There’s a relatively new term floating around the working world: productivity paranoia. It was first coined by Microsoft in 2022 to refer to the concern among managers that employees aren’t being productive enough when working remotely. To that end, most of the available advice on easing productivity paranoia caters to managers, but misses the fact that remote workers feel pressured to prove they’re being productive. That pressure can result in employees opting not to take breaks or spending time preoccupied that their superiors aren’t aware of how much they’re really doing. If you’re a worker feeling stressed about whether your boss recognizes your hard work or might be experiencing some productivity paranoia, this one’s for you.
What is productivity paranoia?
According to Microsoft, 85% of workplace leaders surveyed said that the shift to hybrid work was making it harder to be confident that employees were being productive. Productivity paranoia, then, is “where leaders fear that lost productivity is due to employees not working, even though hours worked, number of meetings, and other activity metrics have increased.”
Tips for managers usually suggest building trust within teams and verifying outputs from workers to overcome this paranoia, but this doesn’t leave much room for what employees themselves can do to curb their own paranoia about their bosses’ paranoia. It is, frankly, a lot of paranoia all around, even though research has shown working from home can actually increase productivity—and all that paranoia can actually be bad for productivity!
“If workers are preoccupied with worrying about how productive they appear, it may lead to burnout or disengagement with the work at hand,” says Michelle Reisdorf, district president at international human resources consulting firm Robert Half. “Not only could work suffer, but it may also negatively impact office or team morale.”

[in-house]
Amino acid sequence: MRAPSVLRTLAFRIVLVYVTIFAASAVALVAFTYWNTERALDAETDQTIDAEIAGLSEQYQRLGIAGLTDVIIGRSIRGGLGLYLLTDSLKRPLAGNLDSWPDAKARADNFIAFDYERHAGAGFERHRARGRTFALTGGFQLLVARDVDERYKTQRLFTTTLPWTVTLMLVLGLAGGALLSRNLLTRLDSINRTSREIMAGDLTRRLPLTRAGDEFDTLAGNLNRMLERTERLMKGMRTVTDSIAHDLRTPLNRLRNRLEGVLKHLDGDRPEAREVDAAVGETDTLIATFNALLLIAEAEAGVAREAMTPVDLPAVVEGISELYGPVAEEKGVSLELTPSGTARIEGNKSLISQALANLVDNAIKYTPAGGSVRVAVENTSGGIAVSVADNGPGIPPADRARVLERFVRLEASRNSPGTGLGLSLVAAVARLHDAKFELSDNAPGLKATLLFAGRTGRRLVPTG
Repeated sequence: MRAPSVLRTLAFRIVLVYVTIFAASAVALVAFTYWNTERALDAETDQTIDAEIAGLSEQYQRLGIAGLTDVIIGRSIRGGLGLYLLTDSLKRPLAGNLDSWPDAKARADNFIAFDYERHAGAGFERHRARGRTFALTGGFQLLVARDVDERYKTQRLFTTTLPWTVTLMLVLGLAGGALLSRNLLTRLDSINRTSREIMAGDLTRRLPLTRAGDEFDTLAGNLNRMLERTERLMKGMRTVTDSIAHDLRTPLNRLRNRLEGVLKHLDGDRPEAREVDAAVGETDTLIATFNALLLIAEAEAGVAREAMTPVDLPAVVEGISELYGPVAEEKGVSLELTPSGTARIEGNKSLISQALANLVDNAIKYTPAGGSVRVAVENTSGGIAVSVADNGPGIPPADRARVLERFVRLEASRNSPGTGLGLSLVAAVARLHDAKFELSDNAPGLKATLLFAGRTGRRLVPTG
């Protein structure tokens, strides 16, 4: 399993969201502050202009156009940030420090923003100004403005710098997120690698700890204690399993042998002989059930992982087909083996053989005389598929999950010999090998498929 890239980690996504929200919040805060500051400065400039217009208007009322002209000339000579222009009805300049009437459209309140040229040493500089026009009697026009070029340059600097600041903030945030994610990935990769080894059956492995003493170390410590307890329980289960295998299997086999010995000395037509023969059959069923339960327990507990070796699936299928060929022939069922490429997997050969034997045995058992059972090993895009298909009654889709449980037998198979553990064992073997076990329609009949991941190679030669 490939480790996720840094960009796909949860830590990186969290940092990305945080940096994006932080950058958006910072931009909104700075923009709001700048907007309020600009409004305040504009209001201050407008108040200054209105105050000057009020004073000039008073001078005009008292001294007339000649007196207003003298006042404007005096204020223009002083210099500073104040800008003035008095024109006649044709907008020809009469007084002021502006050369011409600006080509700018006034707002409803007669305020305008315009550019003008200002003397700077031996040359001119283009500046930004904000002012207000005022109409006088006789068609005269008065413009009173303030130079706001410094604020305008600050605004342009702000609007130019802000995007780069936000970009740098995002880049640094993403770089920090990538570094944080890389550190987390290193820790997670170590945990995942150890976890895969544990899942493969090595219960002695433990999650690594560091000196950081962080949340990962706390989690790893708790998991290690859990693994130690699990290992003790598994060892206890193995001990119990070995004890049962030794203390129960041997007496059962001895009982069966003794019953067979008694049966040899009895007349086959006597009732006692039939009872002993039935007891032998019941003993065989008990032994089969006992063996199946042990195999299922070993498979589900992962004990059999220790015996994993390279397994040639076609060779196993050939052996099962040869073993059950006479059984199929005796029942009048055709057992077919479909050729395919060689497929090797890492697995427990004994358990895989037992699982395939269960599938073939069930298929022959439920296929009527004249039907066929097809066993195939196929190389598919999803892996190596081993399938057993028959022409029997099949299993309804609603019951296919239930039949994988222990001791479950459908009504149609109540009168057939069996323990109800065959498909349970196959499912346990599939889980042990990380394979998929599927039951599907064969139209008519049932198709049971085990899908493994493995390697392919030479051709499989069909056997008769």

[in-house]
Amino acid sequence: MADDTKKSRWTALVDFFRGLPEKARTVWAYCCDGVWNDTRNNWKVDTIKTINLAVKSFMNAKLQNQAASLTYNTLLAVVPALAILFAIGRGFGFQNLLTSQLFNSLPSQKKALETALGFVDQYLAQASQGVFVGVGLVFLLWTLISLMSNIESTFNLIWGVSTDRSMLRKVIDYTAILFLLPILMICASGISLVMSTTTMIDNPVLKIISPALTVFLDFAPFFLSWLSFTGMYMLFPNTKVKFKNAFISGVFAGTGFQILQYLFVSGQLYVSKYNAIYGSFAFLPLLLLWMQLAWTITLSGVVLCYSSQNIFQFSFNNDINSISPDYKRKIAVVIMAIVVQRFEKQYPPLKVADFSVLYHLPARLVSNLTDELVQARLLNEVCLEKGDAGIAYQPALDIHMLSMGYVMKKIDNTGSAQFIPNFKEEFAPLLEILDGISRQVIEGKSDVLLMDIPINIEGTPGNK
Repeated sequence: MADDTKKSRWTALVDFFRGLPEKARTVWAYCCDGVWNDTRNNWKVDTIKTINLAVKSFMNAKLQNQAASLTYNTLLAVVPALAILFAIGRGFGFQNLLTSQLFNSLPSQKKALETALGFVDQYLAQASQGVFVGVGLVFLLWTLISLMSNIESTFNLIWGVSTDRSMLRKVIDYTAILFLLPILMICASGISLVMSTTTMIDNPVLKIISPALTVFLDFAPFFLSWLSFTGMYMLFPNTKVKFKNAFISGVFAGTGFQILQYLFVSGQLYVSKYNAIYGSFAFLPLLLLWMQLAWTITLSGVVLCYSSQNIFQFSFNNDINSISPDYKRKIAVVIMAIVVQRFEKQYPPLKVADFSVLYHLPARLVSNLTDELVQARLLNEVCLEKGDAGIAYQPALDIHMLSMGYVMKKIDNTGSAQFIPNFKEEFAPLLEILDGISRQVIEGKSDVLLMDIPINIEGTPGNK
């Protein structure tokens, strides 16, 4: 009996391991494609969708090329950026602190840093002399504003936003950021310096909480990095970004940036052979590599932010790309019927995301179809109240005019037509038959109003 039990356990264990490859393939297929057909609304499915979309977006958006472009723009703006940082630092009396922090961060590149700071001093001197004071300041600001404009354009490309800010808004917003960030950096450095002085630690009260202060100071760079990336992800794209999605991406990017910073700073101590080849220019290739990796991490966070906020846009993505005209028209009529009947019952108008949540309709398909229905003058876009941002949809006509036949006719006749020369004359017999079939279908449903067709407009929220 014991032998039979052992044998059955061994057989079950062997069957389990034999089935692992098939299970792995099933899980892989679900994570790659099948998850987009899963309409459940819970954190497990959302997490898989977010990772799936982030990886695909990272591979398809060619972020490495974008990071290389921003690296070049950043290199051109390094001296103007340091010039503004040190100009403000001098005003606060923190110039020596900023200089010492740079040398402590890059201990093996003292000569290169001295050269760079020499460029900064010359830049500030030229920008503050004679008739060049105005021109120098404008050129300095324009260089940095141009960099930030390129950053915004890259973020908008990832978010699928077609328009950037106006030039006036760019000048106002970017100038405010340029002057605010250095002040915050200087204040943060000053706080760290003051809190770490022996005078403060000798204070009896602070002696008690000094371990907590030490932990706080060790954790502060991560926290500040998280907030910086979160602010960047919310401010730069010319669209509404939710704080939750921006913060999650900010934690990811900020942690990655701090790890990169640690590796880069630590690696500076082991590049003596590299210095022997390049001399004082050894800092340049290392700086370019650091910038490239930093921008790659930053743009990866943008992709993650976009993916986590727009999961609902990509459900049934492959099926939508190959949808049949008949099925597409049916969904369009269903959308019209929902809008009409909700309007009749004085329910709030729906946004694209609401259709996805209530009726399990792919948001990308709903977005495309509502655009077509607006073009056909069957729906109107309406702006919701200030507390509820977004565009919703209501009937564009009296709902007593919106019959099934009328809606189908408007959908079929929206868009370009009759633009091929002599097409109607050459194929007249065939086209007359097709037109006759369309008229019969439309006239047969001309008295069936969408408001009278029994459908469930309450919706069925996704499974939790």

How you can deal with productivity paranoia
If managers are worried about productivity and workers are so worried about appearing productive that they lose productivity, it’s an issue. So what can you do to combat the problem, as an employee?
First, Reisdorf says managers and workers need to have regular touchpoints and an open line of communication to align on projects, expectations, and progress, as well as address worries and issues. That’s largely on leadership to establish, but you can do your part by starting regular career pathing conversations, expressing interest in professional development opportunities, and volunteering to lead or contribute to projects. Just speaking up on Slack can go a long way here; you don’t have to contort yourself to appear engaged.
It also helps to have concrete evidence of your productivity and successes, which you can point to in these conversations you initiate or during regular check-ins and reviews. Try setting monthly goals for yourself, storing them in a specified folder or drive (known as a “single source of truth”), and performing personal reviews at the end of each month, documenting all your wins and achievements in the same folder. Committing now to compiling a record of your productivity month by month will serve a few purposes: First, you’ll have something to point to immediately if you are ever asked (or feel compelled) to show how much you get done when working remotely. Second, by seeing your wins written down somewhere, you’ll feel less anxious about your performance and recognize how much you really are doing.
Speaking of reducing that anxiety, Reisdorf pointed to Robert Half’s 2023 State of Work survey, which revealed that 82% of managers who oversee hybrid teams feel in-office and remote employees have the same career development options. You’re not losing out on anything by not being there in person, which can help you feel a little better about how you’re being perceived. Just remember to stay communicative and keep records of how much you get done. Then, take a deep breath. You’re far from alone in feeling this way, even if you can’t commiserate with colleagues face-to-face.